Linear Polarizer Principles
Ideal linear polarizers allow the transmission of only one linear polarization state with zero leakage of the orthogonal linear polarization state and rotating the linear polarizer about the optical axis changes the output plane of polarization. Thus, an ideal linear polarizer transmits only 50% of an unpolarized input beam and two ideal polarizers with their transmission axes crossed totally extinguish an incident beam. Imperfections in polarizers such as scattering sites, material defects (such as pinholes in thin films) and field-of-view effects reduce a polarizer’s contrast from ideal.
When choosing a linear polarizer, several key factors must be considered including: wavelength range, aperture size, acceptance angle, damage threshold, cost, transmission efficiency and extinction ratio. Extinction ratio (or contrast ratio) is defined as the ratio of transmitted intensity through parallel polarizers to the transmitted intensity through crossed polarizers. Meadowlark Optics offers several types of polarizers with extinction ratios as high as 10,000,000:1 over the operating wavelength range.
Dichroic Polarizers – Polymer and Glass
Meadowlark Optics offers an extensive line of polarizers made from both dichroic polymer and dichroic glass materials. Dichroic refers to the selective polarization absorption of the anisotropic polarizing material (Diattenuation); these polarizers are usually constructed by laminating a thin, stretched and dyed polymer film between two polished and antireflection coated glass windows. The resulting component is often the best choice for flux densities below 1 watt/cm2. Selecting the appropriate dichroic polarizing material enables excellent extinction ratio performance within the wavelength range from 310 to 5000 nm. Due to small variations in the polarization material, extinction ratios degrade over larger apertures for all dichroic polarizers. Laminated glass construction contributes to a substantial improvement in transmitted wavefront distortion and Meadowlark Optics has improved the transmission of dichroic polarizers with high-efficiency, broadband antireflection coatings.
Meadowlark Optics also offers a line of high contrast dichroic glass polarizers for 550nm to 5000 nm. Key advantages of dichroic polarizers include superior angular acceptance and extreme flexibility for custom shapes and sizes.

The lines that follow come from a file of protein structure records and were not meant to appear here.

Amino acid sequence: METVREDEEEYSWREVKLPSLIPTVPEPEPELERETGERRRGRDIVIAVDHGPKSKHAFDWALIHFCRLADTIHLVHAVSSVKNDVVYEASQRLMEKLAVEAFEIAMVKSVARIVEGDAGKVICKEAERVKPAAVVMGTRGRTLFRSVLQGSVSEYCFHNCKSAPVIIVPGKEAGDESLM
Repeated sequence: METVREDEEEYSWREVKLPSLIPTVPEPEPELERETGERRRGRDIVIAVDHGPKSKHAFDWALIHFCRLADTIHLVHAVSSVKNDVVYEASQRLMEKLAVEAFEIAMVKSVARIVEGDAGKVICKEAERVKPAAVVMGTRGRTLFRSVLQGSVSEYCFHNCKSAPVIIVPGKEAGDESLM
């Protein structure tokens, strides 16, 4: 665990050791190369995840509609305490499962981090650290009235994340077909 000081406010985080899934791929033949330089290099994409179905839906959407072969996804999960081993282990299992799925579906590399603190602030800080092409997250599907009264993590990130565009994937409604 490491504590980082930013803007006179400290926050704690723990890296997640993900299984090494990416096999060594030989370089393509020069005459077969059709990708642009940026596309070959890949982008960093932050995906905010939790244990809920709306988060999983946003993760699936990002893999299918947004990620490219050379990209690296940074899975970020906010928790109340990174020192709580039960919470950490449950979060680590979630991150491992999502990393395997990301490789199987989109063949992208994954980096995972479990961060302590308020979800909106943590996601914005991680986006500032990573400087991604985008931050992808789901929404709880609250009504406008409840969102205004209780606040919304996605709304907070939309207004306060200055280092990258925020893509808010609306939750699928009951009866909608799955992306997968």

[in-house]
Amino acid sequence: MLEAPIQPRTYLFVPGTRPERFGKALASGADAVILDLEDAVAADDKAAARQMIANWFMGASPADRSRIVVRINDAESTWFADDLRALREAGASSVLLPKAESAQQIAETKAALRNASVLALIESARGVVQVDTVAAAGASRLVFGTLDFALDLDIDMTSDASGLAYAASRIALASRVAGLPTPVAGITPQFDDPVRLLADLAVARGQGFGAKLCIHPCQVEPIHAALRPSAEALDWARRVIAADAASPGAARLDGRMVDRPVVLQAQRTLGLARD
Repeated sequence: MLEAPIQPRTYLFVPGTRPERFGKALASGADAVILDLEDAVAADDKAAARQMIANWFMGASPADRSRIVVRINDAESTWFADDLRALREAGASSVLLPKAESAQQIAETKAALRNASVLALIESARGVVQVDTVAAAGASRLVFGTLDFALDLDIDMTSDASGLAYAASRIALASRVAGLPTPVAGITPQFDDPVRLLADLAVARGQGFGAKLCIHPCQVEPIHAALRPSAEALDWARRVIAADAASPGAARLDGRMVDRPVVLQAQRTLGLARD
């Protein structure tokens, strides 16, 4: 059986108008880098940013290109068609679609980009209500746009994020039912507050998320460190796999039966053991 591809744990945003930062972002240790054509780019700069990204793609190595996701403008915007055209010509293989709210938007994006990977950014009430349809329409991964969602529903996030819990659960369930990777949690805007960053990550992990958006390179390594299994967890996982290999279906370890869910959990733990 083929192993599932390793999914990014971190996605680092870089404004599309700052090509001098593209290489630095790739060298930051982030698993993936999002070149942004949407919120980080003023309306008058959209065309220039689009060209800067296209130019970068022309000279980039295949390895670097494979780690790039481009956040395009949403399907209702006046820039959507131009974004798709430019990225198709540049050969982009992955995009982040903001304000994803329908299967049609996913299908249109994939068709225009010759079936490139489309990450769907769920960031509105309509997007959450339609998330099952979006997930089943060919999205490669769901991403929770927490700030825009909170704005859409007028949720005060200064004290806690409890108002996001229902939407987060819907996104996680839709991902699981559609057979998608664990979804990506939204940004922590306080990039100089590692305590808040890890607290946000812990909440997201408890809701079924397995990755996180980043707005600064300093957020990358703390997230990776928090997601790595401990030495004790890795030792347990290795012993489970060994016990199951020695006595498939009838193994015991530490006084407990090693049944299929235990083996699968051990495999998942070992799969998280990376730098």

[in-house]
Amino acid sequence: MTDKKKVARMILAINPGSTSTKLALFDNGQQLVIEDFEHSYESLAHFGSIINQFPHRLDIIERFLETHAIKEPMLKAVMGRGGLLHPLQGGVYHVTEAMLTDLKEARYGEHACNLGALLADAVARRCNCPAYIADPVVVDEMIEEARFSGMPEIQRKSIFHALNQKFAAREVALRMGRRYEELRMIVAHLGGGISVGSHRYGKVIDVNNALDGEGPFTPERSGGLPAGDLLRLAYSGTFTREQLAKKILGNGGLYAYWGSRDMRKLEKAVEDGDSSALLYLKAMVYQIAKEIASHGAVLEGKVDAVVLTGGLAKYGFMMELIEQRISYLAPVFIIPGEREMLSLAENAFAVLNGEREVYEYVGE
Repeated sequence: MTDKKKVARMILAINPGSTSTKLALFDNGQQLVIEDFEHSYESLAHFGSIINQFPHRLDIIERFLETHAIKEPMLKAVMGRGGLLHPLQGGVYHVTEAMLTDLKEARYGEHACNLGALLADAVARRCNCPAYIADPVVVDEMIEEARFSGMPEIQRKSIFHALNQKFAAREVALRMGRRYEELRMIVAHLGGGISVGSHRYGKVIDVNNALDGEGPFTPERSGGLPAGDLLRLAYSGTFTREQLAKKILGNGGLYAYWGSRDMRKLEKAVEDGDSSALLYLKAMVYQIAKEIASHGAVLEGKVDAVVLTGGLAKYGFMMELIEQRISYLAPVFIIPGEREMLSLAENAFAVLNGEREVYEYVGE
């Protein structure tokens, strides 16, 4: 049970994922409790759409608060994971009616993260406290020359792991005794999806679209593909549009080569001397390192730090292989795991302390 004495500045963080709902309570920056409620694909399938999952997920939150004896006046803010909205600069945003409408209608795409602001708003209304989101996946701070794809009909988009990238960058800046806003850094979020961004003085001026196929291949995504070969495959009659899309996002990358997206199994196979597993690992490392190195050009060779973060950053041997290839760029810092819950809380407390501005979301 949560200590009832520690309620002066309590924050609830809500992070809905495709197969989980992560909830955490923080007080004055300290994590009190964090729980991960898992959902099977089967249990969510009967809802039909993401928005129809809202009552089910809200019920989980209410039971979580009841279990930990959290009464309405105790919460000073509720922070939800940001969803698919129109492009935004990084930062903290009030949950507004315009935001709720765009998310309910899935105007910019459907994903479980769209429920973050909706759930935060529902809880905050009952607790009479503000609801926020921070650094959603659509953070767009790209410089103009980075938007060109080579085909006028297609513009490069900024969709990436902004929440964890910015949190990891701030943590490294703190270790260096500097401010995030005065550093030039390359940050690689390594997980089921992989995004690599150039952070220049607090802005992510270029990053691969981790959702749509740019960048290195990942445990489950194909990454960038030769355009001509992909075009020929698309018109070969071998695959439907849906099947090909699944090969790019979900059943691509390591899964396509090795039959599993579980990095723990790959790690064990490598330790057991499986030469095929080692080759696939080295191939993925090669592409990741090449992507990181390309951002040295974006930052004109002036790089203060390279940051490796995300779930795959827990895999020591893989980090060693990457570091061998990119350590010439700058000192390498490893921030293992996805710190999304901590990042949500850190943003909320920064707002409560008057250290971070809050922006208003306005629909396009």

Wire Grid Polarizers
VersaLight wire grid polarizers are the modern outgrowth of the 1888 experiments by Heinrich Hertz using fine metallic wires wrapped around a non-conductive frame. Instead of manually arranging an array of fine conductive wires, lithographic techniques are used to place sub 100 nm pitch aluminum conductors on glass and Fused Silica substrates. When incident unpolarized radiation interacts with the wire grid, differences in boundary conditions drive different behavior for the two orthogonal polarizations. Electromagnetic radiation incident on the “wires” oscillate free electrons, which have a much higher mobility along the wires than in the transverse dimension. Ideally, the wires behave as a perfect reflector for the parallel field and pass 100% of the transverse field, but material defects and Joule heating reduce the contrast of the polarizer, which is also strongly affected by the wavelength of the light passing through it. (Longer wavelengths are closer approximations to the ideal solution as their wavelengths become much greater than the wire grid spacing.) Versalight polarizers are available in large aperture sizes, up to 200mm diameter, and various configurations with high contrast across the visible and near infrared spectrum. They can handle relatively high power and are more durable when coated. Specially selected ultraviolet transmissive material is available on a custom basis.
Beamsplitting Polarizers (Beam cubes)
Beamsplitting polarizers divide unpolarized incident light into two (typically) orthogonal, linearly polarized beams. Low absorption coatings provide an excellent combination of damage resistance and extinction ratio. Rugged beamsplitter cubes are easily mounted and therefore designed into many instrument applications. Beamsplitting polarizers offer the unique advantage of providing two linearly polarized output beams, one transmitting straight through and the second “splitting” off at precisely 90 degrees. When necessary, the extinction ratio of the reflected beam can be dramatically improved by adding a dichroic polarizer to the output face (commonly referred to as a “clean-up polarizer”). Meadowlark Optics offers both Laser Line and Broadband Beamsplitting Polarizers, covering visible to near infrared applications. Laser Line Beamsplitting Polarizers offer the advantage of V-type antireflection coatings, improving efficiency by limiting surface losses. Broadband Beamsplitting Polarizers are more versatile for tunable wavelength or broadband applications. We also offer a beamsplitting polarizer made with our VersaLight wire grid polarizer to provide greater angular and wavelength perfromance.